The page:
Keller Williams is used to feeding off audience energy whenever he plays live.
When the Fredericksburg, Va.-born guitarist and songwriter started playing children’s matinees following the release of his first children’s album, appropriately titled “Kids,” last year, he was faced with a new challenge. He just simply wasn’t getting the energy levels he was used to when performing for more adult audiences.
“The evening show has always been about energy — the giving and receiving of energy — whereas with the kids show, it’s not,” he said, while on vacation with his family on Long Island. “They’re just kind of staring at you, wondering what’s going on, sniffing around. It was difficult in the beginning — to really be used to what you’re doing and having that energy to feed off of, and it’s not there. But I’ve learned how to harness it; I think I’ve figured it out.”
Williams will perform two shows at The Egg’s larger Hart Theatre on Saturday — a family show and drum circle beginning at 2:30 p.m., and his typical solo show at 8 p.m. This will only be maybe the 10th family matinee he’s done, but by now he’s developed a stage show that’s far more theatrical than his typical performances.
When: 2:30 p.m. (family show) and 8 p.m. Saturday
Where: The Egg’s Hart Theatre, Empire State Plaza, Albany
How Much: $30 (doors); $26 (advance); $20 (family show)
More Info: 473-1845, www.theegg.org
“There’s video for the kids show, and I have confetti cannons and balloons along with the music,” he said. “It is a totally different live show. Plus, my adult show runs about three hours with an intermission; the kids show runs about 55 minutes total. And for the kids show, we’ll have a big drum jam out in front of the stage before the show starts.”
“When the balloons fall, the kids pretty much go crazy,” he added with a laugh.
So far, Williams has been selective about where he takes the kids show. The Egg is one of his favorite venues to play at — he was last there in 2009.
“You stand back a couple blocks and look at the place — it’s amazing,” he said. “You go in and it’s like a round, beautiful plush room. It’s an honor and a pleasure to play there. Playing rooms like that is kind of why I do what I do. It’s just a very beautiful spot, and I’m always very grateful to be there.”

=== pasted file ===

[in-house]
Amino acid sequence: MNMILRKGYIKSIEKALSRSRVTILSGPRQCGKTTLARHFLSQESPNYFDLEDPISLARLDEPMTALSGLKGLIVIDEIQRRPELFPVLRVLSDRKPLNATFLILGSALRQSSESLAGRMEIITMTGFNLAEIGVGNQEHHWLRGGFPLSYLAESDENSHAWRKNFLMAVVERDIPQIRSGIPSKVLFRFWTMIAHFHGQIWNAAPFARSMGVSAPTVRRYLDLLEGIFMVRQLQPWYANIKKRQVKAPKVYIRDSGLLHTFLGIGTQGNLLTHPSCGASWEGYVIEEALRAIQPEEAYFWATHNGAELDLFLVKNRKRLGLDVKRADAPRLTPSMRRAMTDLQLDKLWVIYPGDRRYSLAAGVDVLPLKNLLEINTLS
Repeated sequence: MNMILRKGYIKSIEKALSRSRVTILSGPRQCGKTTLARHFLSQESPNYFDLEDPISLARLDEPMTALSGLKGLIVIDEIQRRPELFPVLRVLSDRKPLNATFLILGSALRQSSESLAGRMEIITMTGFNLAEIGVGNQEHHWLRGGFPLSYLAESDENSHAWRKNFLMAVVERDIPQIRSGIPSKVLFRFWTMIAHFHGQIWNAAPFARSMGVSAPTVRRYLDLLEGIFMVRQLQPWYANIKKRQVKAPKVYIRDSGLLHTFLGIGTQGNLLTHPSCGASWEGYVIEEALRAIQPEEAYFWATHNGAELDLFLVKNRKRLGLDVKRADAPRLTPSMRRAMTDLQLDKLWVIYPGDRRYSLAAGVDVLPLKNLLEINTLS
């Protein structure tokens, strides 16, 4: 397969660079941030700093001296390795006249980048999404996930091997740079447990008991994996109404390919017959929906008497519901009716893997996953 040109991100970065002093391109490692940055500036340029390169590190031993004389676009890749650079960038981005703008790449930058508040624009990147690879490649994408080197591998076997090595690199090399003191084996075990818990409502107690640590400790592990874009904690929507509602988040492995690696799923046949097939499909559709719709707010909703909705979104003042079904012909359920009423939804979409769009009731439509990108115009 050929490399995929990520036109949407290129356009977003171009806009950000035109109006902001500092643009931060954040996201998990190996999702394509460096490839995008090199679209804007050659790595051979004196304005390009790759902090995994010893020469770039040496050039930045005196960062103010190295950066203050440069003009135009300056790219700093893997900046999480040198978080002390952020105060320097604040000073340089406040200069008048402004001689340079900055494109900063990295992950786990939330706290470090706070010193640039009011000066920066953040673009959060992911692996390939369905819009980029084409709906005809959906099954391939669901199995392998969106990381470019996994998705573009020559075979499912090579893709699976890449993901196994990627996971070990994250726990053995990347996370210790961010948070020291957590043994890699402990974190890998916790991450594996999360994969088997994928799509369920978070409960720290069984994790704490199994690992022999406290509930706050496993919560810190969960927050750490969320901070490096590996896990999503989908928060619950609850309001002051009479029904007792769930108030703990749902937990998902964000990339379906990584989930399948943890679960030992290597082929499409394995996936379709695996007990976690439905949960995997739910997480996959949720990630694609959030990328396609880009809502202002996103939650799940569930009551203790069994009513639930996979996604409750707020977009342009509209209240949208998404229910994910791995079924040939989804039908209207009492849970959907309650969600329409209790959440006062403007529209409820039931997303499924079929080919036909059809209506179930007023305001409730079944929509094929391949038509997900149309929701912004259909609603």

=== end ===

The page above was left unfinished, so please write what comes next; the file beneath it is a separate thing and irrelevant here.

The kids show is also the only place to hear songs from “Kids” live. Musically, the album is classic Williams, combining the bluegrass overtones, intricate guitar work and looped instrumental elements that he has built his career off of since the release of his 1994 debut, “Freek.”
But it took him seven years to write and record “Kids,” as the songwriter attempted to get into the mind-set of a child.
“Sometimes I give myself writing assignments for a song, and that’s what this record’s all about, too,” he said. “I was trying to connect with kids on their level as a peer, a friend. . . . Writing for adults is more like — first and foremost, what I do in my music is attempt to entertain myself, and hopefully that comes across to the audience. When I’m writing music, I’m writing stuff I would want to hear if I was in the audience. When I’m writing for kids, that’s writing for kids — everything else is writing for myself.”
Over the years, Williams became known for his use of instrument looping devices, in particular the Gibson Echoplex Digital Pro looping unit, which allows him to create complex layers of instruments in his solo shows with just an acoustic guitar. The device and similar ones have been steadily gaining popularity over the years, something that doesn’t surprise him.
“I was definitely not one of the first — Jaco Pastorius was doing it in the early ’80s, and all kinds of folks were using the actual Echoplex that they used with a tape, an actual reel-to-reel tape,” he said.
“But as a soloist, why would you not really use it? It’s so much fun, and it’s so easy. The technology has come so far, and it’s affordable, it’s fun. It’s a way to do more than what you can do by yourself without it.”
He’s also known for using a custom 10-string instrument, which combines a bass with a standard six-string guitar. His albums, each with a one-word title, run the gamut from alternative rock to reggae to jazz.
In addition to his solo work, Williams has played with numerous roots and jam bands, having toured as a member of Yonder Mountain String Band, The String Cheese Incident, Umphrey’s McGee and Ratdog in the past. Most recently, he has played with Keller and The Keels, a three-piece string band featuring husband-and-wife duo Larry and Jenny Keel. The trio released “Grass” in 2006 and followed it up with “Thief” last year.
Those three-plus-hour solo shows Williams plays touch on just about everything in his career, including re-imagined songs from his various bands over the years.
“Almost all of the songs on the ‘Thief’ record were road-tested in a lot of different situations,” he said. “It’s great; it keeps it all interesting. . . . It’s always fun to change it up and to do it in a different key, with a different instrument, in a different genre. It makes it all the more interesting for myself.”
However, audiences shouldn’t expect any songs from Williams’ latest project. He’s currently playing bass with a keyboard-based trio for his next record, appropriately titled “Bass,” which will be another left turn for the musician.
“That will be a reggae/dub/funk type of record,” he said. “I kind of save that type of material for when that band plays together.”
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Categories: Life and Arts